“Eero kicked off a wave of ‘smart’ mesh router setups designed to overcome the coverage issues and dead zones of traditional routers. Instead of a single router device, multiple access points are used to blanket an entire home or apartment with a strong WiFi signal. The system works as advertised, and it’s all controlled with an intuitive smartphone app,” writes Chris Welch for The Verge.
“A single Eero device costs $199 and covers up to 1,500 square feet. Users can add
a so-called beacon for another room for an additional $149 or can buy both combined for $299. The company also sells a security service for $99 a year,” writes Jordan Novet for CNBC.com.
“It's Amazon's latest push into the smart home, following the acquisition of video doorbell maker Ring last year for $1 billion. Amazon's primary home device is its own Echo smart speaker, powered by Alexa,” he adds.
“In the router market, Google has a competing product called Google Wifi. Apple discontinued AirPort home routers last year, and Cisco sold Linksys to Belkin in 2013. Netgear stock was down as much as 5% after hours following the announcement,” Novet reports.
“For Amazon, the Eero buy clearly signals how serious the company is about rounding out its smart home hardware offerings -- and squeezing as many Amazon-owned access points as it can into a person’s home. In just five years, Amazon has both launched its own array of smart home devices, starting with the first Echo speaker in 2014. The company’s roster of smart home devices now includes multiple speakers, TV streaming boxes and sticks, connected television sets, countertop displays, a wall clock, and a DVR, not to mention oddball gadgets like a scanning wand that aids your grocery shopping and a camera that judges your outfits,” observes Lauren Goode for Wired.
“We are incredibly impressed with the eero team and how quickly they invented a WiFi solution that makes connected devices just work,” says Dave Limp, senior vice president of Amazon devices and services in the release announcing the deal. “We have a shared vision that the smart home experience can get even easier, and we’re committed to continue innovating on behalf of customers.”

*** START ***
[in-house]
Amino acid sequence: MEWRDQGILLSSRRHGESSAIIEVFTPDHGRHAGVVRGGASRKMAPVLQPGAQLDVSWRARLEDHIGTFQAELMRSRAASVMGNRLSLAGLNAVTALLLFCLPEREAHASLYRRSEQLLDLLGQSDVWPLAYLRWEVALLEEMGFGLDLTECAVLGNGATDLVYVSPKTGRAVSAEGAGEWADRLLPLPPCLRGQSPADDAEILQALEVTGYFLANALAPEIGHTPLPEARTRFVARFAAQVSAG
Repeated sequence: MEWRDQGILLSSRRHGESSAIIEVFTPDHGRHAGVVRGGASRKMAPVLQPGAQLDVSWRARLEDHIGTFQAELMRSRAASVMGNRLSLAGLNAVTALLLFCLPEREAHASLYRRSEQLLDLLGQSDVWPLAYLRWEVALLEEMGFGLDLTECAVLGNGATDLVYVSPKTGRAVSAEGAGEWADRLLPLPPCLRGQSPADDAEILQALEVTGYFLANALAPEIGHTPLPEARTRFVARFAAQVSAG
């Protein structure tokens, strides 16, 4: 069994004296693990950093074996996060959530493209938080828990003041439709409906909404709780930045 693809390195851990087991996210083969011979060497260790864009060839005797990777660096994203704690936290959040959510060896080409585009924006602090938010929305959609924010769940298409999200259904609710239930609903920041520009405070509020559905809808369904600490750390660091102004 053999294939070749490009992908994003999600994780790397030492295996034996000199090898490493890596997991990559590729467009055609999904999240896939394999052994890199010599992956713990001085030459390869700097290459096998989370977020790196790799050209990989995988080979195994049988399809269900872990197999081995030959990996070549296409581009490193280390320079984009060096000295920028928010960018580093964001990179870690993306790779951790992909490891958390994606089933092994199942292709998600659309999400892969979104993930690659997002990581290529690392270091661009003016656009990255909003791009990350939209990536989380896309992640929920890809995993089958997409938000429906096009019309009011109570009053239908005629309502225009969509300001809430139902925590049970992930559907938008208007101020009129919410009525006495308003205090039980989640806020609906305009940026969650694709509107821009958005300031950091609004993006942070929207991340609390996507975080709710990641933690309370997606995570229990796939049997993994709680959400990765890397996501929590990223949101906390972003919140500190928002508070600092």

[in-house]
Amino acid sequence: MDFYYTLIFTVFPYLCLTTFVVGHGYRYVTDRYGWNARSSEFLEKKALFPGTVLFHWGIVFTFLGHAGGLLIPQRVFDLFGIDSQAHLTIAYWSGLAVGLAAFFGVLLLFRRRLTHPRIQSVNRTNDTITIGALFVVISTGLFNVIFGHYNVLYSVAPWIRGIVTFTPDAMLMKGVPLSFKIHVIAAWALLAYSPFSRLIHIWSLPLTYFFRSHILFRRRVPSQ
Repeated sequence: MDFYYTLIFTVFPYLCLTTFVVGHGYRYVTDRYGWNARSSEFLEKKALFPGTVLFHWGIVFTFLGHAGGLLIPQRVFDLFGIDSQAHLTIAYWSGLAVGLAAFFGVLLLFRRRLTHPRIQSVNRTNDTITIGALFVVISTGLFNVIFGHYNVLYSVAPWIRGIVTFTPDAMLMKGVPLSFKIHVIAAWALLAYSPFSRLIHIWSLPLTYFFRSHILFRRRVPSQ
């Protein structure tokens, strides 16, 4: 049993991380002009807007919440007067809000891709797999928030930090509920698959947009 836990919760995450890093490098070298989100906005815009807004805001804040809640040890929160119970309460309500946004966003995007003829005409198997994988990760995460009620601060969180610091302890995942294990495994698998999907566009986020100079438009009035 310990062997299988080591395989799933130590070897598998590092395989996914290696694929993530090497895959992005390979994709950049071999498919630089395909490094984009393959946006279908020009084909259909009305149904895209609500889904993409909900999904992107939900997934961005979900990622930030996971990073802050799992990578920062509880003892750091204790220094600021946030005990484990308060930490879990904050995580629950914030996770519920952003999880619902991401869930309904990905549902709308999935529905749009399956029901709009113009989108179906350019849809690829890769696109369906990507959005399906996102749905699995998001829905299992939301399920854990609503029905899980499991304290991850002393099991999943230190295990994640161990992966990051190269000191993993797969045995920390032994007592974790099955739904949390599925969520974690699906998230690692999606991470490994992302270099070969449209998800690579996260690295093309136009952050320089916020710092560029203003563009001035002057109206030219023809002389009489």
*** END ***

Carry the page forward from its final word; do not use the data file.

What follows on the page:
“Eero was valued at $251 million in a 2016 private financing round, according to an estimate by Sand Hill Econometrics. The San Francisco startup raised almost $100 million in venture capital from investors including Index Ventures, Initialized Capital and Menlo Ventures,” the Wall Street Journal's Maria Armental informs us.
“From the beginning, eero’s mission has been to make the technology in homes just work. We started with WiFi because it’s the foundation of the modern home. Every customer deserves reliable and secure WiFi in every room,” says Nick Weaver, Eero’s co-founder and CEO, in the release.
“Weaver, who worked at Menlo Ventures before Eero was founded in 2014, said working with Amazon could help Eero bring more systems to customers around the world,” writes Armental, repeating one of those “duh” statements that find their way into news releases.
On a more ominous note, the headline over Therese Poletti’s piece for MarketWatchr reads: “Opinion: Amazon wants to control your entire house after Eero acquisition.”
Poletti writes: “With this deal, Amazon could be in a position to completely analyze everything you do on the internet, and send you relevant ads to entice you to buy more things on Amazon. Eero support however, responded to one concerned consumer with a tweet Monday, saying, ‘Eero does not track customers’ internet activity and this policy will not change with the acquisition.’ Amazon did not comment aside from its initial announcement, and Eero did not immediately respond to a request for comment.
“While it’s an astute business move for Amazon, consumers should think twice before giving one company so much control over their homes just for the sake of convenience,” Poletti concludes.
Alexa, asked for her comment on the Eero deal this morning, was tight-lipped: “I don’t have an opinion on that.”